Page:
(Older) people power: the economic opportunities of an ageing society

By James Carson

Responding to a recent Ask-a-Researcher request for information about Britain’s ageing population, I found that an online search generated a discouraging set of headlines:

“Ageing UK population will increase strain on public spending”

“UK faces ‘debt timebomb’ from ageing population”

“UK woefully underprepared for ageing society”

Further down the list was something more positive:

“Britain’s retiring workers have never had it so good. As well as being among the last workers to benefit from generous final salary pensions, many older people have housing wealth, having got on to the property ladder long before the boom that has priced out many younger buyers. And thanks to new pension freedoms, which came into force in April, the over-55s can now withdraw money from their pension funds.”

If anything, this article from The Guardian was a little too upbeat – there was no mention of the tens of thousands of older people enduring fuel poverty.

But the story does highlight the growing market which older consumers represent for products and services.

The demographic trends

In many developed countries, ageing populations are being driven by two demographic trends: a declining birth rate due to women having fewer children than in previous generations; and increasing numbers of people living longer, thanks to improvements in diet and medicine.

The global population aged 60 or over is projected to more than triple by 2050, reaching approximately 2 billion people. In the UK, the number of people aged 65 and over is expected to increase from 10.3 million in 2010 to 16.9 million by 2035.

Harnessing the economic opportunities from an ageing population

Surveys of household income and expenditure have reported that older people devote a greater proportion of their total expenditure to necessities, such as food and drink, housing, fuel and power. Luxury items related to recreation and culture are also areas of significant expenditure for older households.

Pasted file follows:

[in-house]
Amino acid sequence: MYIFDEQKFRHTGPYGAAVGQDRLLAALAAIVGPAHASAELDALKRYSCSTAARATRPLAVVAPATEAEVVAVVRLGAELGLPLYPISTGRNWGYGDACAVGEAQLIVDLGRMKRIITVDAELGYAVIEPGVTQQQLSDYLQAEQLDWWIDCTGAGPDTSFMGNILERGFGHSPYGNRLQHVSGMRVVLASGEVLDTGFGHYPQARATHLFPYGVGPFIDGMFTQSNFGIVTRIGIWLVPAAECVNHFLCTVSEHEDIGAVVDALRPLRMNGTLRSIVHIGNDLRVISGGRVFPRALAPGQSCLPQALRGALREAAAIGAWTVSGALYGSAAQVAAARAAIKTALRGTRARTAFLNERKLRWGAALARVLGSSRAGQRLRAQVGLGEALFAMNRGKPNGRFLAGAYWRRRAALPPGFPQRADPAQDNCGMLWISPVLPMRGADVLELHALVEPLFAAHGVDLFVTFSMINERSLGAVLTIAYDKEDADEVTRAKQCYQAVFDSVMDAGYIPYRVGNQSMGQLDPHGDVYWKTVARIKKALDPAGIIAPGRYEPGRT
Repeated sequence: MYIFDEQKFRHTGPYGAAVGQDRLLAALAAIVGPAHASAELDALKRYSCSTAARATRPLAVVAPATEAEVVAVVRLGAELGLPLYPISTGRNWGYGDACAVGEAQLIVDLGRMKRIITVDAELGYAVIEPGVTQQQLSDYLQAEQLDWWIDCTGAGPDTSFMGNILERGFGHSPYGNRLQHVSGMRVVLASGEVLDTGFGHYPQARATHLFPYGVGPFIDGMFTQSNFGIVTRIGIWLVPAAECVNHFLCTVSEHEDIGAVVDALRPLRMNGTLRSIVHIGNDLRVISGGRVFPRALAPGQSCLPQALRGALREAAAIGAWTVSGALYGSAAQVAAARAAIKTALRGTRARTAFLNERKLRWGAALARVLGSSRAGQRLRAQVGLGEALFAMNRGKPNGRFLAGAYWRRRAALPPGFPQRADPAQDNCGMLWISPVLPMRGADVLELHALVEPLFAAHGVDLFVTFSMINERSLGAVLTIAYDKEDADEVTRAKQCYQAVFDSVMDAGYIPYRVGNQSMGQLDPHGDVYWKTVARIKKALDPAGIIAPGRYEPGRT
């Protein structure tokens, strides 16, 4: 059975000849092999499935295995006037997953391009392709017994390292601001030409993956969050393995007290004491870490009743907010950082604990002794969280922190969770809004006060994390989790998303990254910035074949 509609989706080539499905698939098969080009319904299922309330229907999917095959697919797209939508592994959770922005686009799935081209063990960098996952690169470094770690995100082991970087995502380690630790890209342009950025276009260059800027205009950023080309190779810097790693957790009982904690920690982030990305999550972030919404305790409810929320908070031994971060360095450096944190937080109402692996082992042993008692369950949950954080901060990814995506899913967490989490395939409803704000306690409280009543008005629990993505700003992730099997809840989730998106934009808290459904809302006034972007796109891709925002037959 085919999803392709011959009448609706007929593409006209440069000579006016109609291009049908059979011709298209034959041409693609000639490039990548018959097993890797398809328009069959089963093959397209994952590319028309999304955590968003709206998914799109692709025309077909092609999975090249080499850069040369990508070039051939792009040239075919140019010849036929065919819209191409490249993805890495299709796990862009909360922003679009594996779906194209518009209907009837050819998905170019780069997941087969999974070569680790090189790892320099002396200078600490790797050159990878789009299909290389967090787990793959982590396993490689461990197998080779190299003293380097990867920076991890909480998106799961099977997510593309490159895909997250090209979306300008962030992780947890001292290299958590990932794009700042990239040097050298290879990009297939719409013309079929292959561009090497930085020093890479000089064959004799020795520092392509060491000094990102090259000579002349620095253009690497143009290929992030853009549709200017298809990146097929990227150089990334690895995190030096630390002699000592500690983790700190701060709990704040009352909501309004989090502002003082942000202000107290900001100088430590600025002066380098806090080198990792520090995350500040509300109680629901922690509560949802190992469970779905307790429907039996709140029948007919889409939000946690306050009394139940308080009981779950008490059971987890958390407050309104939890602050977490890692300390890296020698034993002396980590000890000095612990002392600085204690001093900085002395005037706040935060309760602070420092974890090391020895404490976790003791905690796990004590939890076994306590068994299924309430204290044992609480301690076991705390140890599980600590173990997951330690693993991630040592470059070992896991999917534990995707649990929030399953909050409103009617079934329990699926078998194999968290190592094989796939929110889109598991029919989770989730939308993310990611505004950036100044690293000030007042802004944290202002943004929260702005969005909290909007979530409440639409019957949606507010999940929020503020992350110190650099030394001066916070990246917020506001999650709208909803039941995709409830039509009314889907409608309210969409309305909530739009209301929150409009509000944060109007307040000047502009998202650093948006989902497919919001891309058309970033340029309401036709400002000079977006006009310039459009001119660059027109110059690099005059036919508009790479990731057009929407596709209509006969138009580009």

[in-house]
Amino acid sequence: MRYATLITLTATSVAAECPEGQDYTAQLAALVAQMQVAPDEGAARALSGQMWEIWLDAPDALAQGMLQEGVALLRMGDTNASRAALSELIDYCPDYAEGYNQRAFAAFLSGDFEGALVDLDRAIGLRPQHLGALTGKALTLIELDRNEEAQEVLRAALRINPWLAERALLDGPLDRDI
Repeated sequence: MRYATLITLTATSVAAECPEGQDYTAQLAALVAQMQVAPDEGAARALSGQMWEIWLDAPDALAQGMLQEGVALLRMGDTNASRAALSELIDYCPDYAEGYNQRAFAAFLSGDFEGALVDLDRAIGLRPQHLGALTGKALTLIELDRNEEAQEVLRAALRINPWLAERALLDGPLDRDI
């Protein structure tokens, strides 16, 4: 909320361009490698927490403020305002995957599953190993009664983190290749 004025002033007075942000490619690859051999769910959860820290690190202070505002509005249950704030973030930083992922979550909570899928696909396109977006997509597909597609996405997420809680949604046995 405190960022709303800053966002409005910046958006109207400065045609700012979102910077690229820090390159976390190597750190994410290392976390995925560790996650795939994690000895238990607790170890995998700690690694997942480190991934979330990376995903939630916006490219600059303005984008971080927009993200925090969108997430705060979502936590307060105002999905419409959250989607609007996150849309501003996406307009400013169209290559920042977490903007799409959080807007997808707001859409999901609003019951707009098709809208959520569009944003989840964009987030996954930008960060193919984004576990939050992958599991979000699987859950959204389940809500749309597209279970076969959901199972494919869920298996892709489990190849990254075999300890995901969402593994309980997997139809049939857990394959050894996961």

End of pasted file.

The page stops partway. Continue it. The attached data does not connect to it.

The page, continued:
With the abolition of the default retirement age, many older people are continuing to lead productive working lives, and have financial security. The STUC recently published a report highlighting the potential economic contribution of women over 50 to the economy, although noting that they are often ignored in labour market and economic policy.

In 2011, a report for the Centre for Local Economic Strategies (CLES) suggested that harnessing the spend of older people will be increasingly important for both the private and public sectors.

The research pointed to ways in which an ageing society might affect the economy:

  • Changes in housing needs may provide opportunities for developers and the construction industry to explore new types of housing provision to support older people.
  • Retired people, such as former business managers, may be interested in setting up their own business, or investing in local enterprises.
  • More retired people may become interested in playing a wider role in the community through voluntary work, something that may become even more important as public services are cut back.
  • Older people will also be increasingly important to the labour market, and there are opportunities to explore how their experience and skills can be best used.

Earlier this year, a report from the International Longevity Centre-UK also highlighted the importance of design and technology in responding to the needs of older people, and outlined what needs to happen in order for new technologies to live up to their full potential. Among the recommendations:

  • Ensuring homes meet lifetime homes standards and neighbourhoods adopt age friendly guidelines.
  • Tackling digital exclusion to ensure older people maximise the benefits of new technology.
  • Providing more evidence on what works to help designers, marketers and retailers understand the potential economic return of targeting older consumers.

The report provided some examples of innovative technologies that could make a significant difference to the lives of older people, including:

  • a kettle which monitors blood pressure;
  • lights which adapt to the level of daylight in a room;
  • driverless cars;
  • a secure platform enabling the management of bank accounts, bills and pensions through one simple portal.

The ageing population presents challenges for government, business and society in general. However, growth in this section of the population also brings with it emerging economic opportunities. That’s something worth remembering on this International Day of Older Persons.


 

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7 thoughts on “ (Older) people power: the economic opportunities of an ageing society

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